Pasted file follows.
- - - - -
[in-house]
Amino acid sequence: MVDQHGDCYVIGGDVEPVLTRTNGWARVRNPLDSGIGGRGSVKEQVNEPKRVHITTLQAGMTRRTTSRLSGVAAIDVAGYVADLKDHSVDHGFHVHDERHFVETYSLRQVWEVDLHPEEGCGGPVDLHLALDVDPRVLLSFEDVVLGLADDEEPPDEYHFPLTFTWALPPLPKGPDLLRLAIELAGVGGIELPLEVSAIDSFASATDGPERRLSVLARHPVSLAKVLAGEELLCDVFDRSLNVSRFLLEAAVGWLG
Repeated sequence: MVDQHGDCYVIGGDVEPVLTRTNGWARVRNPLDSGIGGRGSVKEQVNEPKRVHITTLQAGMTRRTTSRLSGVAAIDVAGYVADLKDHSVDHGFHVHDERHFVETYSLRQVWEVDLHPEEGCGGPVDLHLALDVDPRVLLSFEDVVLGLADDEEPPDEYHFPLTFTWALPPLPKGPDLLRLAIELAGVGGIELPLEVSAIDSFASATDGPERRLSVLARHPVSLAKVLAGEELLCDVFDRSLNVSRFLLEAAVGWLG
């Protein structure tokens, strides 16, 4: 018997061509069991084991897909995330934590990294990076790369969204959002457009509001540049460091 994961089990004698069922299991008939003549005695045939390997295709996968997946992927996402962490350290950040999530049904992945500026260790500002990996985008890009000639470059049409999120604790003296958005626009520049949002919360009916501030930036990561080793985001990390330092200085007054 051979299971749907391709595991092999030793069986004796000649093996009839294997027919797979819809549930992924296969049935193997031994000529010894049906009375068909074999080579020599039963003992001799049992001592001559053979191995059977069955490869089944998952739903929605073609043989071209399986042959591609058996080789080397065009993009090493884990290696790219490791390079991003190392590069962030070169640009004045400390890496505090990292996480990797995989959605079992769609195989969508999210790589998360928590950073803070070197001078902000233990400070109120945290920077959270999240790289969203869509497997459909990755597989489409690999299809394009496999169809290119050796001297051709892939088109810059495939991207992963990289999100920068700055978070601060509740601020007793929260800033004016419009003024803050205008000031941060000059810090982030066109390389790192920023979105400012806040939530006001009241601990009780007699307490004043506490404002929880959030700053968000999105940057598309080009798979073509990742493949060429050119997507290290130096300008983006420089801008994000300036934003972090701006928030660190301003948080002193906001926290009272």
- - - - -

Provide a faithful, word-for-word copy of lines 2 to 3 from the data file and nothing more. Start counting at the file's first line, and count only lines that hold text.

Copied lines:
Amino acid sequence: MVDQHGDCYVIGGDVEPVLTRTNGWARVRNPLDSGIGGRGSVKEQVNEPKRVHITTLQAGMTRRTTSRLSGVAAIDVAGYVADLKDHSVDHGFHVHDERHFVETYSLRQVWEVDLHPEEGCGGPVDLHLALDVDPRVLLSFEDVVLGLADDEEPPDEYHFPLTFTWALPPLPKGPDLLRLAIELAGVGGIELPLEVSAIDSFASATDGPERRLSVLARHPVSLAKVLAGEELLCDVFDRSLNVSRFLLEAAVGWLG
Repeated sequence: MVDQHGDCYVIGGDVEPVLTRTNGWARVRNPLDSGIGGRGSVKEQVNEPKRVHITTLQAGMTRRTTSRLSGVAAIDVAGYVADLKDHSVDHGFHVHDERHFVETYSLRQVWEVDLHPEEGCGGPVDLHLALDVDPRVLLSFEDVVLGLADDEEPPDEYHFPLTFTWALPPLPKGPDLLRLAIELAGVGGIELPLEVSAIDSFASATDGPERRLSVLARHPVSLAKVLAGEELLCDVFDRSLNVSRFLLEAAVGWLG